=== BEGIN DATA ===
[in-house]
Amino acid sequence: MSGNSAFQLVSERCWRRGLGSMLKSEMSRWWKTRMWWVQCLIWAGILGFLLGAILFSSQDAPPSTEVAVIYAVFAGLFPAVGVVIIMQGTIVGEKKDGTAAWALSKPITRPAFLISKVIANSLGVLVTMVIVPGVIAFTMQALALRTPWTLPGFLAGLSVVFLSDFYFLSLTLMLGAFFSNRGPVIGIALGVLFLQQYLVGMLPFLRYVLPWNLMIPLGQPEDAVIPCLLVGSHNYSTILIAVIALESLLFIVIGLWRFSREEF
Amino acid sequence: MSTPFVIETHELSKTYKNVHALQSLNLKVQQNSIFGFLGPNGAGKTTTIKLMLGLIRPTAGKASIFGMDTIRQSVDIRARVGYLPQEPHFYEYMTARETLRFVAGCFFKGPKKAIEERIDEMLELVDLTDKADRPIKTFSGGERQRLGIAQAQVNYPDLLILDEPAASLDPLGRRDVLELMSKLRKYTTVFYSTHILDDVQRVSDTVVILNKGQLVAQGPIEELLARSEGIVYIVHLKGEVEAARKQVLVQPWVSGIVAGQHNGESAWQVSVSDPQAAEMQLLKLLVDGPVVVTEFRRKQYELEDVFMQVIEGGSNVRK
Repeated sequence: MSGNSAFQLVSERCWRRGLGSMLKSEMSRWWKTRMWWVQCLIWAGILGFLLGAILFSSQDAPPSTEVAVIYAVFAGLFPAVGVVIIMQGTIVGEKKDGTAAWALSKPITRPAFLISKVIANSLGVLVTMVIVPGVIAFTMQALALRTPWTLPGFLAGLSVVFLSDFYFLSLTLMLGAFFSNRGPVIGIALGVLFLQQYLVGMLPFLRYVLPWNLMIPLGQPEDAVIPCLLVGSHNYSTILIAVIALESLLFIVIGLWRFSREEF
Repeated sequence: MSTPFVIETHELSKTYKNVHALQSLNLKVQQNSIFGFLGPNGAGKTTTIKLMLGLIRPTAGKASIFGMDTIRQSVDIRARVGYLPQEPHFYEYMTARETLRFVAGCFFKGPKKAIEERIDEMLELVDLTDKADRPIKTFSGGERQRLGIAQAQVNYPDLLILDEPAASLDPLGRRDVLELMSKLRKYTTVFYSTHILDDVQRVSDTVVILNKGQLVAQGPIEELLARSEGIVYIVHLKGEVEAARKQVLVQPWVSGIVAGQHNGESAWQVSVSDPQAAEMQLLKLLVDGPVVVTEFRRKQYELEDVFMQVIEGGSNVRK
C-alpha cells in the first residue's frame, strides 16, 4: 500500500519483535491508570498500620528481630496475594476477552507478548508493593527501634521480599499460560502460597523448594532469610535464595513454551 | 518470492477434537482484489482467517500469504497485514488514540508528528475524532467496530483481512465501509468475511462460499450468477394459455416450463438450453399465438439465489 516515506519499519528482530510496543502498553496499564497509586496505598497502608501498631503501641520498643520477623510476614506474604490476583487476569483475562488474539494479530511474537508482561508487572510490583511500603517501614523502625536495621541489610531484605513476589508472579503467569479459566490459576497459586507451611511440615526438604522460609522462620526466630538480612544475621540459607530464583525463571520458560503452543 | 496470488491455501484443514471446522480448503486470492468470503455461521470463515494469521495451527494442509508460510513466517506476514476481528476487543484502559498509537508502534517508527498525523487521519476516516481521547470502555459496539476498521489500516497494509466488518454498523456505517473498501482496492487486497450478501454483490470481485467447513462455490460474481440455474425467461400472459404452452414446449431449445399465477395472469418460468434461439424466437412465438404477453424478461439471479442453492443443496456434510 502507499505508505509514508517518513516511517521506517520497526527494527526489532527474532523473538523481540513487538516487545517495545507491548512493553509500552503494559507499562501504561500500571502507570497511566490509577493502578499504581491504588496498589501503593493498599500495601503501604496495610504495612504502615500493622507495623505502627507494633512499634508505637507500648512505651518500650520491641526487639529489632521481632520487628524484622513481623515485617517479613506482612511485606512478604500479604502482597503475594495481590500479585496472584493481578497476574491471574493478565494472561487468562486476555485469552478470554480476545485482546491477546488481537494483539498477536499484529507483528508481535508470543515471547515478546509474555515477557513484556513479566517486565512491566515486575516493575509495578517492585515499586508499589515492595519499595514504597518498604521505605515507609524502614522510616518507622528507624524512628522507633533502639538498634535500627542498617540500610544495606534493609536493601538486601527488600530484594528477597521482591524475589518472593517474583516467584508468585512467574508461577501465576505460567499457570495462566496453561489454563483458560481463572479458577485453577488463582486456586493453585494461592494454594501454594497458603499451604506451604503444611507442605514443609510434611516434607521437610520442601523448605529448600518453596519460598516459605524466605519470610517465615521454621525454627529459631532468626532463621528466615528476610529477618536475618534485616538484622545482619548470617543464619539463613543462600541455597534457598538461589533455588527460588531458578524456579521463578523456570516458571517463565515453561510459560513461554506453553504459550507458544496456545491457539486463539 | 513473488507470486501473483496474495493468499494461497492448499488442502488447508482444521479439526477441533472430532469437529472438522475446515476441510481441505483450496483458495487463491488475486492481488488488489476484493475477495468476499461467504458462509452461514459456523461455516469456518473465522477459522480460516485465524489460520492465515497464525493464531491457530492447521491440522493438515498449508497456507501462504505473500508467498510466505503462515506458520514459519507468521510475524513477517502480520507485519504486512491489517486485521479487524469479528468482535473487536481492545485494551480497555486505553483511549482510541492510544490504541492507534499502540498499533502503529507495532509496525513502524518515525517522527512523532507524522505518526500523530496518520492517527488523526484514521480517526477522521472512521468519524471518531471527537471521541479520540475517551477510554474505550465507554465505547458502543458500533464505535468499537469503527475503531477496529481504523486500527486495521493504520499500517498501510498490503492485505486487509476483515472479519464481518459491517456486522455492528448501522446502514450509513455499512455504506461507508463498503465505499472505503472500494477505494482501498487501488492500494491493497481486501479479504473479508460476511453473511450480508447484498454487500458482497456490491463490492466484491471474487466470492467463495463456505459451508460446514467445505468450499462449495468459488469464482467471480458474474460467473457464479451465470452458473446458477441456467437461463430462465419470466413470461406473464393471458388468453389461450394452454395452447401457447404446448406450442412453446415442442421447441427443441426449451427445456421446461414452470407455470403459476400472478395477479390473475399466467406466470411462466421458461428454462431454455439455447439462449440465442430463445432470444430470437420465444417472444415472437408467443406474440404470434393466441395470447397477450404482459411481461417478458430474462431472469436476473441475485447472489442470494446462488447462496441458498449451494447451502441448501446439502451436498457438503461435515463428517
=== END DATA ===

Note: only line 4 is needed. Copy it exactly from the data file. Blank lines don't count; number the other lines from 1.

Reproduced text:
Repeated sequence: MSGNSAFQLVSERCWRRGLGSMLKSEMSRWWKTRMWWVQCLIWAGILGFLLGAILFSSQDAPPSTEVAVIYAVFAGLFPAVGVVIIMQGTIVGEKKDGTAAWALSKPITRPAFLISKVIANSLGVLVTMVIVPGVIAFTMQALALRTPWTLPGFLAGLSVVFLSDFYFLSLTLMLGAFFSNRGPVIGIALGVLFLQQYLVGMLPFLRYVLPWNLMIPLGQPEDAVIPCLLVGSHNYSTILIAVIALESLLFIVIGLWRFSREEF